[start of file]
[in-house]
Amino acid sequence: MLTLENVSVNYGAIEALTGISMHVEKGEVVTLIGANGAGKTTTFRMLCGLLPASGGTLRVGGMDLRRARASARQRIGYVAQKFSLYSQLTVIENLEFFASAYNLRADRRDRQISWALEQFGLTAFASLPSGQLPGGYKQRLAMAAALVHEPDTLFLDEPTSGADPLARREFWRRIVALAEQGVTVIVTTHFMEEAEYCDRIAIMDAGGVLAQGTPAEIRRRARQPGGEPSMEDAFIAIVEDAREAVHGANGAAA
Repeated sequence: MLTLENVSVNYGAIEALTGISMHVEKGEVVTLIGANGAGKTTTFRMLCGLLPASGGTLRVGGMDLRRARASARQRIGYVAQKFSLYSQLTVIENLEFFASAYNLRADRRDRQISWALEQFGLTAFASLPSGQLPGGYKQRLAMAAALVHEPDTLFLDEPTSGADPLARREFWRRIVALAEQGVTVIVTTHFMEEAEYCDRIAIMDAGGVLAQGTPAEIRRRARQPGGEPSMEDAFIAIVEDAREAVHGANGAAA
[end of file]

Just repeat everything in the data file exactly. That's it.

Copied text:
[in-house]
Amino acid sequence: MLTLENVSVNYGAIEALTGISMHVEKGEVVTLIGANGAGKTTTFRMLCGLLPASGGTLRVGGMDLRRARASARQRIGYVAQKFSLYSQLTVIENLEFFASAYNLRADRRDRQISWALEQFGLTAFASLPSGQLPGGYKQRLAMAAALVHEPDTLFLDEPTSGADPLARREFWRRIVALAEQGVTVIVTTHFMEEAEYCDRIAIMDAGGVLAQGTPAEIRRRARQPGGEPSMEDAFIAIVEDAREAVHGANGAAA
Repeated sequence: MLTLENVSVNYGAIEALTGISMHVEKGEVVTLIGANGAGKTTTFRMLCGLLPASGGTLRVGGMDLRRARASARQRIGYVAQKFSLYSQLTVIENLEFFASAYNLRADRRDRQISWALEQFGLTAFASLPSGQLPGGYKQRLAMAAALVHEPDTLFLDEPTSGADPLARREFWRRIVALAEQGVTVIVTTHFMEEAEYCDRIAIMDAGGVLAQGTPAEIRRRARQPGGEPSMEDAFIAIVEDAREAVHGANGAAA